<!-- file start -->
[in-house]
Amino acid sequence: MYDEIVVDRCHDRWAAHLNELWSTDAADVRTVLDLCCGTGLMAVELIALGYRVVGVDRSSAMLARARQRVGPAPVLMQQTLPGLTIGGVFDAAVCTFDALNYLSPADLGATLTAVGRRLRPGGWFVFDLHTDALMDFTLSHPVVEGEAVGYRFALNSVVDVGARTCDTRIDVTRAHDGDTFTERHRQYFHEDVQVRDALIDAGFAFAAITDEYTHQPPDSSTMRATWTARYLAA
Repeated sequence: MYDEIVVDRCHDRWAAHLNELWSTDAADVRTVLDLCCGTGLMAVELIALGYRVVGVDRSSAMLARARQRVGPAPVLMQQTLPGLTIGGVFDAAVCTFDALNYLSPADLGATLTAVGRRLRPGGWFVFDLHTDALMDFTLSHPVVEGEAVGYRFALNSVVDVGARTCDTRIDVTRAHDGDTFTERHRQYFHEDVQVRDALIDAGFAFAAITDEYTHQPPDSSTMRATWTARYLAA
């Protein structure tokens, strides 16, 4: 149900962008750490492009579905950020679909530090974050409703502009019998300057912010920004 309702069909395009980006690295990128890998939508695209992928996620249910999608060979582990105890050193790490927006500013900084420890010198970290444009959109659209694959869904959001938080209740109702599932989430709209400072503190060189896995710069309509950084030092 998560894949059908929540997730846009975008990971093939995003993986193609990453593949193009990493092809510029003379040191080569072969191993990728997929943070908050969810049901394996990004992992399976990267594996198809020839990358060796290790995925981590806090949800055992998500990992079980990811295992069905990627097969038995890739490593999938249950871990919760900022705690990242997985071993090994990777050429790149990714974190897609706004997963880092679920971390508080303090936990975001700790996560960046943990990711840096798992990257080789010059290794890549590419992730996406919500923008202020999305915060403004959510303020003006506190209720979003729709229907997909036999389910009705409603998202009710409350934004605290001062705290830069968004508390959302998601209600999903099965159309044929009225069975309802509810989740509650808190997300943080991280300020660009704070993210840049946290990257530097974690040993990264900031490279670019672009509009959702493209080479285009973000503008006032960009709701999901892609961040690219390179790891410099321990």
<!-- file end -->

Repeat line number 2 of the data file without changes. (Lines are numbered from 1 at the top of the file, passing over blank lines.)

Amino acid sequence: MYDEIVVDRCHDRWAAHLNELWSTDAADVRTVLDLCCGTGLMAVELIALGYRVVGVDRSSAMLARARQRVGPAPVLMQQTLPGLTIGGVFDAAVCTFDALNYLSPADLGATLTAVGRRLRPGGWFVFDLHTDALMDFTLSHPVVEGEAVGYRFALNSVVDVGARTCDTRIDVTRAHDGDTFTERHRQYFHEDVQVRDALIDAGFAFAAITDEYTHQPPDSSTMRATWTARYLAA